UK/EUROPE - The UK has more pension assets than the rest of its European Union partners put together, a worldwide pensions study shows.
Britain spends – as a share of its economy – only half of what the typical continental European country does on public pensions. But it warns that as the real value of the state pension falls, a two-tier class is emerging.
The study – The global retirement crisis: The threat to world stability and what to do about it – was published by the US-based Center for Strategic and International Studies in conjunction with Citigroup.
The study credits governments over the last 20 years for encouraging a culture of private retirement savings that is not matched in Europe. And it points out that although pension reform began as part of an overall programme of privatisation and deregulation under the Thatcher government, it has been wholeheartedly embraced by Tony Blair’s Labour Party.
But the report’s author, Richard Jackson, warns that while the UK is the only developed country whose public pension system faces no long-term cost challenge, it may suffer from a global crisis caused by the growing pension liabilities of other developed countries.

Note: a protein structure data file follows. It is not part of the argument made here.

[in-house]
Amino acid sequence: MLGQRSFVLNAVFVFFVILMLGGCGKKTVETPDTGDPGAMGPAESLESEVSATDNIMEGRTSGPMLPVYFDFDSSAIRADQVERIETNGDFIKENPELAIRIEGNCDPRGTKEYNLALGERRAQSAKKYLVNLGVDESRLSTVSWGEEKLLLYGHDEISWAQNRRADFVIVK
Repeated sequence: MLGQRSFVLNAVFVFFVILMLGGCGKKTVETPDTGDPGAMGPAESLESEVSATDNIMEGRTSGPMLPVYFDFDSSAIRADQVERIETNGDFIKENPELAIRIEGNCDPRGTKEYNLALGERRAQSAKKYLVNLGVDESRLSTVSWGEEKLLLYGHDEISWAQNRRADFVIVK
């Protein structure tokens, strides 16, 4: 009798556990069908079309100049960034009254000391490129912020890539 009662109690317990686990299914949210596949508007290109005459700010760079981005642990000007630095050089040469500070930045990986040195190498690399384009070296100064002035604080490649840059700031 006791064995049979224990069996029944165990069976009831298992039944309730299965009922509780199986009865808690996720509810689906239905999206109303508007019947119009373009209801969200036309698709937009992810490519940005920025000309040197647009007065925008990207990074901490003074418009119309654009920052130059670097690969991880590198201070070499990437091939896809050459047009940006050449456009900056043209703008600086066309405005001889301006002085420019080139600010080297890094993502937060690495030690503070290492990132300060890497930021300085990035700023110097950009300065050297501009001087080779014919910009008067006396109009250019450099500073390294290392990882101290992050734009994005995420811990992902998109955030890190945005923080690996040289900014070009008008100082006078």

Jackson says the typical developed country will see public retirement spending rise from 10.9% to 23.4% of GDP by 2050. He says taxes will have to rise in these countries to meet pension liabilities, which will have the knock-on effect of stifling investment.
Jackson believes the biggest weakness in the UK system is that people who rely solely on the state have a lower standard of living than those in the other major economies of Europe.
The problem, he says, has been caused by the decline in the real value of the UK state pension compared to wages over the last 20 years. Consequently, Britain now spends only half of what the typical continental European country does on public pensions.
But Jackson says this means two worlds of pensioners may be emerging. “One where employer pensions are common and real incomes are rising, the other where retirees struggle to get by on public benefits that each year fall further behind.”
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